TO PROTECT AND SERVE
By Suzanne Brannan
How many times have you and your family stopped at a roadside petting zoo to feed and play with the animals or looked at live animals on display? Iím sure youíve found some facilities neater and more pleasant than others. That could be because they may or may not be licensed. PETroglyphs has looked into the permit and licensing requirements and spoken to several of our local licensees, and this is what we found. Exhibitors of display animals are licensed by the U.S. Department of Agriculture under the Animal Welfare Act, which states: ďAll licensees and registrants must provide care that meets or exceeds USDAís standards for veterinary care and animal husbandry. These standards include requirements for handling, housing, feeding, sanitation and ventilation, shelter from extreme weather, veterinary care and separation of species when necessary.Ē
Currently there are 14 licensed exhibitors in New Mexico. They range from the Albuquerque Biological Park to rescue groups such as Fur and Feathers Rescue and Rehabilitation to the Cerrillos petting zoo. Whether large or small, if they advertise, the operation must comply with the standards of the Animal Welfare Act. The western region has a total of 74 employees including 52 field inspectors. During pre-licensing, applicants are warned of upcoming inspections and are assisted with suggestions for improvements to reach compliance. Inspections after licensing are unannounced. The AWA requires at least one inspection a year depending on the history of each exhibitor or done when a complaint is filed. The AWA has developed a risk-based inspection system, which allows more frequent and in-depth inspections at problem facilities and fewer at those consistently in compliance. The facilities we interviewed have all been in compliance, and the licensing requirements seem to benefit both the exhibitors and the animals.
When I met with Chris Adams, program educator of Talking Talons, an educational and rescue organization for releasable birds of prey, live bats and other creatures, he and several of his youth volunteers were at a fund-raiser showing a Swainsonís hawk and an American kestrel to an enthralled audience. After the demonstration, Chris graciously took time out to explain to me how Talking Talons is licensed from New Mexico Game and Fish and the U.S. Fish and Wildlife. As a rescue/rehabilitation and education/ special purpose organization, two permits are required from both state and federal governments. Talking Talons is subject to unannounced inspections, and Chris believes these inspections help to ensure proper care and handling of wild and display animals.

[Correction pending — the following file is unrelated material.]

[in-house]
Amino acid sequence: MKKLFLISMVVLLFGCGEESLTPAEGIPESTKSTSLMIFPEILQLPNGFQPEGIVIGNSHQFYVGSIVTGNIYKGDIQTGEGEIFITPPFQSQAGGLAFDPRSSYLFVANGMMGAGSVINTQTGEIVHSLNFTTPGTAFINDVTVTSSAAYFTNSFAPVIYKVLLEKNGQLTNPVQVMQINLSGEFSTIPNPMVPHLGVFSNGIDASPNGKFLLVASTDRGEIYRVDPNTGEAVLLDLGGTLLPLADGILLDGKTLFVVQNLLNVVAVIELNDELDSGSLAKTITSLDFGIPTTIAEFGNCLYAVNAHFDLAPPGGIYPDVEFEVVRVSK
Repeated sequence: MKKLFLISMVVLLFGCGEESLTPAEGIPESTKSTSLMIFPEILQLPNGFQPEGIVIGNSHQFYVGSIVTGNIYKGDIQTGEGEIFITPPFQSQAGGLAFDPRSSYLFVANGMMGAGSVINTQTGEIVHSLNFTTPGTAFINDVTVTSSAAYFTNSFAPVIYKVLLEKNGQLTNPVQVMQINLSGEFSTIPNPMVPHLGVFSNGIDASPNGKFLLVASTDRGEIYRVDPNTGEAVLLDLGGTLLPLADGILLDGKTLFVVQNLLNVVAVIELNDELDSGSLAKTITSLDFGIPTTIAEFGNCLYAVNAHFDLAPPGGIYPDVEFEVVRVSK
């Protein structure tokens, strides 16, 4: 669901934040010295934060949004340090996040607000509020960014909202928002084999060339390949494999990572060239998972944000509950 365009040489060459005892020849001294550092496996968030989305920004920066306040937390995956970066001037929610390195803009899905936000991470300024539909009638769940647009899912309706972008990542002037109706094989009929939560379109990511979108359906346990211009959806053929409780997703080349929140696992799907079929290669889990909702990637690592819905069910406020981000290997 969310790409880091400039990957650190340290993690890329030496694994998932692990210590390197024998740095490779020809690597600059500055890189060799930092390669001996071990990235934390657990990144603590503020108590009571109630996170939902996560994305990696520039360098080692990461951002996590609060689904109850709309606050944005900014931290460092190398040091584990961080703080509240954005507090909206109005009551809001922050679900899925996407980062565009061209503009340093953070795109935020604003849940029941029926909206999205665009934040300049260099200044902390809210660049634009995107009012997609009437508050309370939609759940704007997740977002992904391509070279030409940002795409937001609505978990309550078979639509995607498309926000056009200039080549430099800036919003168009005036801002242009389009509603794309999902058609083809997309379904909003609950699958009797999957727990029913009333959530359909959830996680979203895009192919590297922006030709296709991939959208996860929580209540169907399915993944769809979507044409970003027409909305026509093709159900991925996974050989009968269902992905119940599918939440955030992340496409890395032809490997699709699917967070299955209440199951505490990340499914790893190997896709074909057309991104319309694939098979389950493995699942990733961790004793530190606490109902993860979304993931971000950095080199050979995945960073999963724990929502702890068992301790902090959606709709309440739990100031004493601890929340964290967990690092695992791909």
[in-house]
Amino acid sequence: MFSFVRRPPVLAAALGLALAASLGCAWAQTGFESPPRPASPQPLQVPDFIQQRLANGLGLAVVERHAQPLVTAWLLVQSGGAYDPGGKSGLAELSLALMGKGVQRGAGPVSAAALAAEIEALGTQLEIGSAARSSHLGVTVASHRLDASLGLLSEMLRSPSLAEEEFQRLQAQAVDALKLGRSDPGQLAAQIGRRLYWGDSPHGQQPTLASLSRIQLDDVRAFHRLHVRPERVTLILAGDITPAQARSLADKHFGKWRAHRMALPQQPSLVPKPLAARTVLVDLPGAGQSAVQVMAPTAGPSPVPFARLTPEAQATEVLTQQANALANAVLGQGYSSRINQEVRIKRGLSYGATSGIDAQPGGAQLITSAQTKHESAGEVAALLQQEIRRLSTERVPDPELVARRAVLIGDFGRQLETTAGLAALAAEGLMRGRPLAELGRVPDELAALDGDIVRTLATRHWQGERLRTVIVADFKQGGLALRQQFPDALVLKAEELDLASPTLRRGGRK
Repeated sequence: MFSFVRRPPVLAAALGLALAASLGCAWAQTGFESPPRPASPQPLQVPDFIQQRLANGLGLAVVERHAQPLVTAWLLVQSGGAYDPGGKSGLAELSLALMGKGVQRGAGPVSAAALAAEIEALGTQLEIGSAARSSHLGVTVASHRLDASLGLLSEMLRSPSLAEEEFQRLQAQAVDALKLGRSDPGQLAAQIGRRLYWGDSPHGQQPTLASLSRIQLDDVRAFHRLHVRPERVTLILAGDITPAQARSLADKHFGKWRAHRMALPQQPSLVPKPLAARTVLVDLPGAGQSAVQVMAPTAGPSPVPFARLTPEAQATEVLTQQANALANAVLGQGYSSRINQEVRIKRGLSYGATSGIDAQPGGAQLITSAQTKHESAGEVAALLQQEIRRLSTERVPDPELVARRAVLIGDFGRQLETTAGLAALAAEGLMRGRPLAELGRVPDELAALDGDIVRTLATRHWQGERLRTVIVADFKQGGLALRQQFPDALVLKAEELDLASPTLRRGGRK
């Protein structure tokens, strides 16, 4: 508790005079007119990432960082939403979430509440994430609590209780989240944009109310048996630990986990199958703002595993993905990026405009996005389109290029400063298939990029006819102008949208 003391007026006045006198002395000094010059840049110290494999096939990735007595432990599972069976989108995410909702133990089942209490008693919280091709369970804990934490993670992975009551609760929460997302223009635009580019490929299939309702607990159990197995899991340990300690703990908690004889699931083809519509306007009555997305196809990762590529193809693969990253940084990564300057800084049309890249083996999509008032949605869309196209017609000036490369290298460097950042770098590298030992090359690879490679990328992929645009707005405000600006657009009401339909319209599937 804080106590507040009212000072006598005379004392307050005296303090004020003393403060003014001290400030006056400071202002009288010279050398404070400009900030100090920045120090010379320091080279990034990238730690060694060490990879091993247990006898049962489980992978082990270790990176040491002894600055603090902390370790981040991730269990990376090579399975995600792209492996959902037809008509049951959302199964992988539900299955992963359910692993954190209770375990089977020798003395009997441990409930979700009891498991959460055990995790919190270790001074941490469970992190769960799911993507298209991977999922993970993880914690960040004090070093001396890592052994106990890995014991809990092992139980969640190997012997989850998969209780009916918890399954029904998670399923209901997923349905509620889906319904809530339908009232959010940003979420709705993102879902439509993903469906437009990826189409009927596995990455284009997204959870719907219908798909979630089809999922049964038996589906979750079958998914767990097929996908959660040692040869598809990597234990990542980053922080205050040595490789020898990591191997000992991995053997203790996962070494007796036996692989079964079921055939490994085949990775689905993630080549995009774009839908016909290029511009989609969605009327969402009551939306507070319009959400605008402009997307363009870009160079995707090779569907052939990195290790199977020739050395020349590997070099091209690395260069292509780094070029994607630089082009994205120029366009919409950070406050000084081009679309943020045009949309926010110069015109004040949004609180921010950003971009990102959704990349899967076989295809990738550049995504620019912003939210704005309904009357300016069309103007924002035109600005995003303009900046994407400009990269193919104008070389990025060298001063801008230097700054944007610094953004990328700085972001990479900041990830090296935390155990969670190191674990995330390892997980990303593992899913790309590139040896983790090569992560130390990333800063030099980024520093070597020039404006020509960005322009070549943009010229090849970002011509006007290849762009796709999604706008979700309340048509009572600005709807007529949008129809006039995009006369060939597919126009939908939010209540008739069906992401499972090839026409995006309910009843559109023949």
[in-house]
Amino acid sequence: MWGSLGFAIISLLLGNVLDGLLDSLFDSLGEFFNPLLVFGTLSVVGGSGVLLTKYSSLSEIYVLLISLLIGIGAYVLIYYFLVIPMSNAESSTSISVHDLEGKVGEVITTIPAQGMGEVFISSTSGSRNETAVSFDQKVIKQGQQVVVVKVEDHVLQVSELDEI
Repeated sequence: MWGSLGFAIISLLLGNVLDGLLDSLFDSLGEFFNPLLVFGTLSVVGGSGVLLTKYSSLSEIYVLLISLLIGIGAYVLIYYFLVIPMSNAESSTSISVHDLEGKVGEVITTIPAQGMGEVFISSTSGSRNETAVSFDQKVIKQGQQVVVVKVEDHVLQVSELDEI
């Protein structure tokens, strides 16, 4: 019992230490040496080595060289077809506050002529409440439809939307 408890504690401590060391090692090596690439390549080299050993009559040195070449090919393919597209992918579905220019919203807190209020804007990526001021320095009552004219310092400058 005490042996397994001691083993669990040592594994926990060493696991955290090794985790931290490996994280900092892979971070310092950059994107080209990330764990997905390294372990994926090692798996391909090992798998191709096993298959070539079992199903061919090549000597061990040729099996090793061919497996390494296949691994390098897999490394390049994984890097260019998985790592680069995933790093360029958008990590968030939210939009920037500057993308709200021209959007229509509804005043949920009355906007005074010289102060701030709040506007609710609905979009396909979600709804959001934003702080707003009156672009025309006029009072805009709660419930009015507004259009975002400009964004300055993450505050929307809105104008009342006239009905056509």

The Casa Grande Trading Post/Cerrillos Turquoise Mining Museum & Petting Zoo is a must-see for everyone passing through Cerrillos. I stopped by unannounced and found the zoo to be immaculate. Owners Todd and Patricia Brown cheerfully showed me around. I was given a bag of food for the llama and the goats. Patricia told me how the inspectors look for safety and cleanliness of the animalís pens. She feels this is especially important at a petting zoo where you are able to experience a close interaction between people and the animals. Todd and Patricia work closely with the Animal/Plant Health Inspectors Service (APHIS) and the USDA veterinarian to provide a healthy and enjoyable environment for the animals and visitors.
For fifteen years Jackalope in Santa Fe has had a unique prairie dog display along with a variety of farm animals. Rob McKennen explained that a license is required for the prairie dog display but not for the farm animals. Inspectors have been to Jackalope several times to check on the burros when visitors have called to report that they thought the burros hooves were being neglected. Burros have harder, thicker hooves and donít require shoeing as a horse does. Each time inspectors found Jackalope to be in compliance. I was happy to find that the burros have a trainer who walks and grooms them daily and that the chickens roam around freely rather than being cooped up. Currently there are about 15 prairie dogs at Jackalope. The pack is thinned out through natural selection or some are sent to one of Jackalopeís other locations. The prairie dogs are inspected each year about three weeks after emerging from hibernation. During hibernation a few may develop infections from ticks, so itís necessary for them to be examined regularly by the USDA veterinarian.
During my interviews, I sensed a real desire among inspectors and exhibitors alike to act in a responsible and humane manner by putting the animalsí well being first. As a caring public itís our responsibility to report any situation where we find animals in unsanitary or dangerous conditions. APHIS is responsible for inspections and investigating complaints. Their workers encourage the public to call with concerns as this helps them to successfully enforce the Animal Welfare Act. Should you have any questions regarding licensing or wish to log a complaint, please call the Animal/Plant Health Inspection Service, Animal Care/ Western Region, Monday-Friday at (970) 494-7478. They request that all complaints be made in writing and can be faxed to (970) 494-7461.
Suzanne Brannan is a realtor by trade and a greyhound lover by inclination who is the guardian of six handsome greyhounds rescued from racetracks.
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